ENGLEWOOD, Colo. — The record-setting $4.65 billion sale of the Denver Broncos to a group led by Walmart heir Rob Walton cleared one of its final hurdles Wednesday.
The league’s finance committee reviewed the sale agreement and unanimously recommended the Walton-Penner group — which also includes Walton’s daughter, Carrie Walton Penner, and her husband, Greg Penner — be formally approved by the league owners when they meet in Minneapolis on Aug. 9. It will require at least 24 “yes” votes for approval.
“We appreciate the diligence and hard work of the National Football League’s Finance Committee with its recommendation to approve our purchase of the Denver Broncos,” Walton said in a statement on behalf of the group. “(Wednesday’s) vote marks an important milestone and we are excited for the next step involving all of the league’s owners.”
The Walton-Penner group also includes Mellody Hobson, co-CEO of Ariel Investments, chair of the board of Starbucks Corp. and a director at JP Morgan Chase, and former United States Secretary of State Condoleezza Rice. The $4.65 billion price tag is the highest paid for a North American sports franchise.
The Broncos have been one of the NFL’s most successful franchises in the Super Bowl era, with three Super Bowl wins in Pat Bowlen’s ownership tenure, and they now have an ownership group with the league’s deepest pockets. The Carolina Panthers had held the record for most paid for an NFL franchise when David Tepper purchased them in 2018 for $2.3 billion.
The most paid previously for a North American sports franchise was $2.475 billion in 2020 by Steven Cohen to purchase the New York Mets.
Broncos general manager George Paton said Tuesday that he had spoken to the team’s prospective new owners in recent weeks.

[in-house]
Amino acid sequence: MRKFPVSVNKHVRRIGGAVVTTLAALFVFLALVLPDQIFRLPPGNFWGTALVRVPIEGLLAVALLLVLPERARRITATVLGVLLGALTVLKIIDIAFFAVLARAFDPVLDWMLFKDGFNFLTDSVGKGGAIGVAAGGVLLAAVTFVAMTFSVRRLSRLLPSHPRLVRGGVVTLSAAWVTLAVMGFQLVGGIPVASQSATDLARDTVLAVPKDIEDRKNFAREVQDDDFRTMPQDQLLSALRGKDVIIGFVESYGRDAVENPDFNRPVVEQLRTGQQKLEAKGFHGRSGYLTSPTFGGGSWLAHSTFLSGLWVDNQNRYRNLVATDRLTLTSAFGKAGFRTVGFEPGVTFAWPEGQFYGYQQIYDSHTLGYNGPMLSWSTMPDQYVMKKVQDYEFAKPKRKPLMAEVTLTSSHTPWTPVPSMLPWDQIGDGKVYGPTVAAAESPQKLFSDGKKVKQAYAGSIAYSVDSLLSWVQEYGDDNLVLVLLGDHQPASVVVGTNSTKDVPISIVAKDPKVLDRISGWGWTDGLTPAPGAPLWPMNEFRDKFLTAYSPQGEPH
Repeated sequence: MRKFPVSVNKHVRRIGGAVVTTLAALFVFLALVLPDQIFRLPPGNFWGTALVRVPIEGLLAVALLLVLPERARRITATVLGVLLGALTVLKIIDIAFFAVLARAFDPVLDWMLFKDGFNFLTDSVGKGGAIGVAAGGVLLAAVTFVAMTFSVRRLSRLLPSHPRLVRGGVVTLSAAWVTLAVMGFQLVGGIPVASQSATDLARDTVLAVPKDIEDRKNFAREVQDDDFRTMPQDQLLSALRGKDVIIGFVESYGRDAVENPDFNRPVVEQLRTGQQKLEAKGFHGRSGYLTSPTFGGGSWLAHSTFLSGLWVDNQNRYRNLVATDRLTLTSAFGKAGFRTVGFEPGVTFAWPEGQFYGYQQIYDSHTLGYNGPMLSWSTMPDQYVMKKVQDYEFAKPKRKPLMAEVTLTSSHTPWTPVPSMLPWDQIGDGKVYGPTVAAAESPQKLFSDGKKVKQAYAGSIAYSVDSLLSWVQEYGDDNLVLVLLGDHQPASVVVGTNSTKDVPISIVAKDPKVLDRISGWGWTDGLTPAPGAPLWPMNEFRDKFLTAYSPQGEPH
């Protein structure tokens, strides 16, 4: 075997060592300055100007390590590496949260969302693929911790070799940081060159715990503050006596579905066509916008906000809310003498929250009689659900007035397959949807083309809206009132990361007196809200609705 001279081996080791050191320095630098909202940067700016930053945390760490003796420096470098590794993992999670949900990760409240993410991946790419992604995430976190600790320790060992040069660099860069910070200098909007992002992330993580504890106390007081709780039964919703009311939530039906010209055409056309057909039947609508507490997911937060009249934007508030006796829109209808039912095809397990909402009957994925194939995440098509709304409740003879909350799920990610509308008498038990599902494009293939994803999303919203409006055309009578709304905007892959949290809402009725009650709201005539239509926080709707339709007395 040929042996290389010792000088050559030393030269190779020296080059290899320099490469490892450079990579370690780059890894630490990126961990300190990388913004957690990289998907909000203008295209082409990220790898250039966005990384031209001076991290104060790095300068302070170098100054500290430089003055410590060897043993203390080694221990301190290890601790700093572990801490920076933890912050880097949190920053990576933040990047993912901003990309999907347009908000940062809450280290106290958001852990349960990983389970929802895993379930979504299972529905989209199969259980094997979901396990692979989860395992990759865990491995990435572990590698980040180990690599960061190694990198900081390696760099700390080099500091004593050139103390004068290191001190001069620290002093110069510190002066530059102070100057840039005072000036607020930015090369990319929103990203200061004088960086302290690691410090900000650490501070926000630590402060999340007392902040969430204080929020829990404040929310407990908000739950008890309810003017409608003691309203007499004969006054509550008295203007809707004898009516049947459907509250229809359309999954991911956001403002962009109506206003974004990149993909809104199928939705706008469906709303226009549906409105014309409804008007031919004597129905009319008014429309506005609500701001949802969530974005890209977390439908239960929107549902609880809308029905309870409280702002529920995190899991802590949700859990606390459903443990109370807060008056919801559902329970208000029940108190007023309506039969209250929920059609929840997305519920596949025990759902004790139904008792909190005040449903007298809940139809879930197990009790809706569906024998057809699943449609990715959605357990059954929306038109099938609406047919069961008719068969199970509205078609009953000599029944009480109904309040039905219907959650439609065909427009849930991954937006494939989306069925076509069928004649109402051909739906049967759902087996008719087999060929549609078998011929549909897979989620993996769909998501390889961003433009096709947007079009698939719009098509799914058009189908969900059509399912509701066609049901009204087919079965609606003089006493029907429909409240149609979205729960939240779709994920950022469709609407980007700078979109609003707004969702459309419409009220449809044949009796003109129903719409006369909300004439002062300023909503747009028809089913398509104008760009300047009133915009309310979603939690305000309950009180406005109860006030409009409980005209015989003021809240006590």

“Not just myself and coach [Nathaniel] Hackett, but the entire organization is really excited for the ownership group,” he said. “It’s a dynamic ownership group — [they’re] accomplished, incredibly accomplished, intelligent and thoughtful leadership. They’re going to help with the culture here, and we just can’t wait to get them here. I’ve had a few conversations with them, and one thing I know is they’re all about winning. They want to win the right way. They’re going to set a winning culture, and they will set the tone.”
Bowlen and his siblings originally paid $78 million in 1984 for controlling interest in the Broncos. Bowlen later purchased the shares held by his sister and two brothers. The team had more Super Bowl appearances (seven) than losing seasons in his tenure.
It is expected Greg Penner will have a prominent role in the day-to-day operations of the team.
The sale approval will formally end an eight-year odyssey since Bowlen stepped away from the day-to-day operations of the team in July 2014 due to the onset of Alzheimer’s disease. Bowlen died in 2019.
Bowlen never formally declared a successor among his children, and when he stepped away from the team’s day-to-day operations, he had his interest in the team (estimated to be about 78% at the time) placed in a trust overseen by Broncos CEO/president Joe Ellis, Broncos counsel Rich Slivka and Denver attorney Mary Kelly.

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